In this example it may be more appropriate for a woman with mild asthma to be referred to her GP rather than an obstetrician or respiratory physician. However, care of a pregnant woman with severe asthma would require a multidisciplinary approach.
There are some conditions, such as hypertension or pre-existing diabetes, in which referral to secondary or tertiary hospital care is always recommended and it would not be appropriate for the woman to be referred solely to her GP.
Ministry of Health referral guidelines in maternity care are available from: www.moh.govt.nz
N.B. These guidelines are currently under review.
Best Practice Tip: Re-establish relationships with local providers of maternity care. One method of encouraging inter-professional collaboration and helping to ensure continuity of care is to write a “Dear LMC” letter for women early in pregnancy. This enables essential information, e.g. about long-term conditions, medication use and social aspects, to be shared. A team approach with effective communication between midwives, GPs and other healthcare providers is likely to provide best quality care.
One of the main difficulties in encouraging General Practice to become more involved in the care of pregnant women is the fact that in most cases, these services will not be funded. The patient may be reluctant to pay for a visit to her GP when she can receive funded maternity care services elsewhere.
To qualify for funding for primary maternity services a woman must register with a LMC. Registration can occur as soon as a pregnancy is confirmed and until six weeks after delivery.
If a patient is uncertain if she is registered with a LMC, this can be confirmed by phoning the Sector Services Contact Centre on 0800 458 448
Primary maternity services include funding for:
- Lead maternity care
- Maternity non-LMC services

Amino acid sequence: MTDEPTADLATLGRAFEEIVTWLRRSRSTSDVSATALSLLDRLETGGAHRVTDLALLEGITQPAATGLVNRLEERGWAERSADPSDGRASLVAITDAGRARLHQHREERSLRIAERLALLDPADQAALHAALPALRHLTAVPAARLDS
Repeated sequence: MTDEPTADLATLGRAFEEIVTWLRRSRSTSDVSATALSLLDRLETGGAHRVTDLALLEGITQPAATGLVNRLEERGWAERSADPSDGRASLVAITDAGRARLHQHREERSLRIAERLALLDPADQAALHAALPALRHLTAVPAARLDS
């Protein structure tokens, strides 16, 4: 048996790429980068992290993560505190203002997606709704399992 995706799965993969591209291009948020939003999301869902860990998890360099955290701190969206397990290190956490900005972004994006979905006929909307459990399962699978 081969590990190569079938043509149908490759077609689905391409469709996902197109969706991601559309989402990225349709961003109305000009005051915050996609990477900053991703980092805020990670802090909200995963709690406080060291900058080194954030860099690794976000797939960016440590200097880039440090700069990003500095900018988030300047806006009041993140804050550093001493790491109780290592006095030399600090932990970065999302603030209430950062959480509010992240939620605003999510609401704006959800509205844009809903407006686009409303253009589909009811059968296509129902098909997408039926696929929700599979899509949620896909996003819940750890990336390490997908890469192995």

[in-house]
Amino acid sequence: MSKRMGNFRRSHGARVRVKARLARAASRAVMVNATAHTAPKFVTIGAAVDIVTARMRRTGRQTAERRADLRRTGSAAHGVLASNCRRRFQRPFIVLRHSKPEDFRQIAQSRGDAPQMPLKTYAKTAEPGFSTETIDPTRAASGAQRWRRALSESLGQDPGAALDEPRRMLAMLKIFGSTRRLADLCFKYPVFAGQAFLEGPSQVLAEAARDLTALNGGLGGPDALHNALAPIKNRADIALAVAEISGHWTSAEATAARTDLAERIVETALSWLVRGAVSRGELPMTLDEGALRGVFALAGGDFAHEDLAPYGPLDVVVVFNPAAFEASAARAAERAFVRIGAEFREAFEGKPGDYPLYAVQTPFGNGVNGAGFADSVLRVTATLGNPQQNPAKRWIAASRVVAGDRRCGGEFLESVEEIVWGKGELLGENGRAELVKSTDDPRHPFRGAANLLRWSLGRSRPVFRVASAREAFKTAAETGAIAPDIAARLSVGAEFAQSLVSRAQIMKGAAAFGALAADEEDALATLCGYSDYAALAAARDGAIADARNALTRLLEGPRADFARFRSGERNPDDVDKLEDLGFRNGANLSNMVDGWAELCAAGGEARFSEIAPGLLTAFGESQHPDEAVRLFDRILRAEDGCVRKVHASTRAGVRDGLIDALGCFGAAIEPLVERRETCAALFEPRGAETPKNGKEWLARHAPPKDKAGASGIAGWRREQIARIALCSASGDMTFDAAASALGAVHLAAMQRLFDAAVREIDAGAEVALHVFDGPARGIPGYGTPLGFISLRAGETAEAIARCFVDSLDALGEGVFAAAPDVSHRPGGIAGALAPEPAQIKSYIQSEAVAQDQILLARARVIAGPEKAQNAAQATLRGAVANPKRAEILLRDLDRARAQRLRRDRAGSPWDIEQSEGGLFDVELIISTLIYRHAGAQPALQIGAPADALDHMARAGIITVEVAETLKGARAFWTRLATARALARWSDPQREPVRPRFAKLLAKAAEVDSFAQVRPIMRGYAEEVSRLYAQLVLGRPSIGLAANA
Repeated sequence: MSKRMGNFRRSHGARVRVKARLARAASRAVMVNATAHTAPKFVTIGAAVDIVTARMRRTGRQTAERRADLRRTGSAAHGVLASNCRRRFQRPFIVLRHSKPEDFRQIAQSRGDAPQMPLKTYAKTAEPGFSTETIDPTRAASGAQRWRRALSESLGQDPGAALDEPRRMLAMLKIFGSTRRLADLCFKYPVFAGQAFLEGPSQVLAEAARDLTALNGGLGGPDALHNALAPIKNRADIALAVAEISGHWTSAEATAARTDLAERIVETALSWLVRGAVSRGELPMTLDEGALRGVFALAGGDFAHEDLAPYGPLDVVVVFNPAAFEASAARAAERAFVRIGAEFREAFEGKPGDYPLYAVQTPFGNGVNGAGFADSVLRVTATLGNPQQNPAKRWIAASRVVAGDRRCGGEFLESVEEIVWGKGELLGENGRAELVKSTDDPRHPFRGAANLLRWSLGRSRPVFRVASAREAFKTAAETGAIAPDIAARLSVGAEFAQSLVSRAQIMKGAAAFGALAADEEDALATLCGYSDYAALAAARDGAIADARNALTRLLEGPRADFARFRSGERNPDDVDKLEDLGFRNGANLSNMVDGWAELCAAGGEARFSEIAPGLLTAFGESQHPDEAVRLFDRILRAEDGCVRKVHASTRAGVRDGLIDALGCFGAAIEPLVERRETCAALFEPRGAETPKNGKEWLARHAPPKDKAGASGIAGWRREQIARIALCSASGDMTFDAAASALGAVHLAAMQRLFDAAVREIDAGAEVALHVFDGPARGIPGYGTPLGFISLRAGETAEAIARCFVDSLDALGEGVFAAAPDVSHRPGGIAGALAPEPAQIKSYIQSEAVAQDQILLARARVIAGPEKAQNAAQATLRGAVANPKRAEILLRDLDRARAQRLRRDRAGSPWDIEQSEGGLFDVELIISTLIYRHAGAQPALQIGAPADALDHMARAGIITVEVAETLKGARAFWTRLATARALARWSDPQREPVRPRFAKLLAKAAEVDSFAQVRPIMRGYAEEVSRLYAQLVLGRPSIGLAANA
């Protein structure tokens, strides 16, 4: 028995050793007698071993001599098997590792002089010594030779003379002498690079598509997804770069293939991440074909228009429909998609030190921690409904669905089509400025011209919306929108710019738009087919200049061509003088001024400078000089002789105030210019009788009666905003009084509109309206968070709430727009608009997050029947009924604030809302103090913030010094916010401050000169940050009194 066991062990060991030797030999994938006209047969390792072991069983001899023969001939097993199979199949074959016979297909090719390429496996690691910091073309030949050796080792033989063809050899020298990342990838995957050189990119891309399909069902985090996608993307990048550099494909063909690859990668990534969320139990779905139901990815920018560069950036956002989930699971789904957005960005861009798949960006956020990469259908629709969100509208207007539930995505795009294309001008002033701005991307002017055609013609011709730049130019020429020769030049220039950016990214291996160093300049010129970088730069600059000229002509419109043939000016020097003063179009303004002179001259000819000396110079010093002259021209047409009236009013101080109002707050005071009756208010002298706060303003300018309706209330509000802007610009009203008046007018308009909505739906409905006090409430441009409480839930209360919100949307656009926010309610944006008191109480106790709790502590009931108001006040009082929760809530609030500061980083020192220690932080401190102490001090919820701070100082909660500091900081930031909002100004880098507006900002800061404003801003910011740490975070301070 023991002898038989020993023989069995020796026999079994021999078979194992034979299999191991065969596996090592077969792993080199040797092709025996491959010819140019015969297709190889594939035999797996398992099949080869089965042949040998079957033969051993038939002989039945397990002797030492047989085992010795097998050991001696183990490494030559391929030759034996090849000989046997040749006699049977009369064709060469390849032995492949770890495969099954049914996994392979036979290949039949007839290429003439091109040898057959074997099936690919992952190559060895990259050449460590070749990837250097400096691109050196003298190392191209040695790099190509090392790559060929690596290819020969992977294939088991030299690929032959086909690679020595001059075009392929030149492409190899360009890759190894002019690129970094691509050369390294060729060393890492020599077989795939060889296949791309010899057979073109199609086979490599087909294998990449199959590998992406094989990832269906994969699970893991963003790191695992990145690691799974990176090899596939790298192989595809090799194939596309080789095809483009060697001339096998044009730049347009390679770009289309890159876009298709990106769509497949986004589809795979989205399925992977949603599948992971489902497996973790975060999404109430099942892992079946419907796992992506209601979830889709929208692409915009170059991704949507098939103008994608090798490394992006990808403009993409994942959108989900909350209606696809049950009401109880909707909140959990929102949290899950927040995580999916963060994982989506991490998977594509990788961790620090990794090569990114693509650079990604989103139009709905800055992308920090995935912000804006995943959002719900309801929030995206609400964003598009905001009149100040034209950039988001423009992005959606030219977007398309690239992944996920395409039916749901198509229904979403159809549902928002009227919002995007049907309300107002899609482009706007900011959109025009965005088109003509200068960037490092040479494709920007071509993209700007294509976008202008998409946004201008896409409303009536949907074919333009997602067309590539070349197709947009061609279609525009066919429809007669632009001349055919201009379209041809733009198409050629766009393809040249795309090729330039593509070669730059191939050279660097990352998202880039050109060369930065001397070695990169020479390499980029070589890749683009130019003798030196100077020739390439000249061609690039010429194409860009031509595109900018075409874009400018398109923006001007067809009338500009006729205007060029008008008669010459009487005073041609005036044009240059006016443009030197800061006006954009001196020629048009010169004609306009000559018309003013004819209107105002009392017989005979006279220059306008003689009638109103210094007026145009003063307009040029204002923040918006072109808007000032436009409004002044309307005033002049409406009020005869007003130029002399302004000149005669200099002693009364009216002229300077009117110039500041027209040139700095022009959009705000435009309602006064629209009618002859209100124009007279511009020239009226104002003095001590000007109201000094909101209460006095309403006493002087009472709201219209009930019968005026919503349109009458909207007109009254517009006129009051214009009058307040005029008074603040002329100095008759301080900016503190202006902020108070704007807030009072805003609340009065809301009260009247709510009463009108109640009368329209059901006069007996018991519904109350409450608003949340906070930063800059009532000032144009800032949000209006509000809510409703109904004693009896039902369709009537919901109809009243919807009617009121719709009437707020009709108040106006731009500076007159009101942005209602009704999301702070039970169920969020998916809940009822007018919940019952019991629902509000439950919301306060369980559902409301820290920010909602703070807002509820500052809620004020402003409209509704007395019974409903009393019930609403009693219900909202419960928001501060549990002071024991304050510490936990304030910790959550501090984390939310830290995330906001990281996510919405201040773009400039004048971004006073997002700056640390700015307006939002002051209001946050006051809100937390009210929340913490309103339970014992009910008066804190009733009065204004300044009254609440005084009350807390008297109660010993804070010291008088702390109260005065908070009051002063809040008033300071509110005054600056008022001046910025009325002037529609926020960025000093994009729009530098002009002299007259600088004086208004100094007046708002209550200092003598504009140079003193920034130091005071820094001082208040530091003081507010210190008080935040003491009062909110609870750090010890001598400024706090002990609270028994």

- Specialist medical maternity services
Maternity non-LMC services include consultations that are either additional to lead maternity care or those which are on a casual basis, e.g. woman on holiday in a different area who requires pregnancy care, pregnancy care prior to registration with a LMC. Only one non-LMC service fee can be claimed for the first trimester, per woman, per pregnancy.
Funding is not included for:
- A consultation regarding a potential pregnancy where the pregnancy test is negative
- A consultation for any medical condition unrelated to the pregnancy, including situations where the medical condition is exacerbated by pregnancy, e.g. asthma
- In these situations the GP will normally charge a fee for the consultation.
|ACKNOWLEDGEMENT Thank you to Dr Helen Paterson, Consultant in Obstetrics and Gynaecology, Senior Lecturer, Department of Women’s and Children’s Health, Dunedin School of Medicine, University of Otago for expert guidance in developing the following series of articles.|
For further information about maternity care services and funding in New Zealand, see Primary Maternity Services Notice 2007, Ministry of Health. Available from:
N.B. This document is currently under review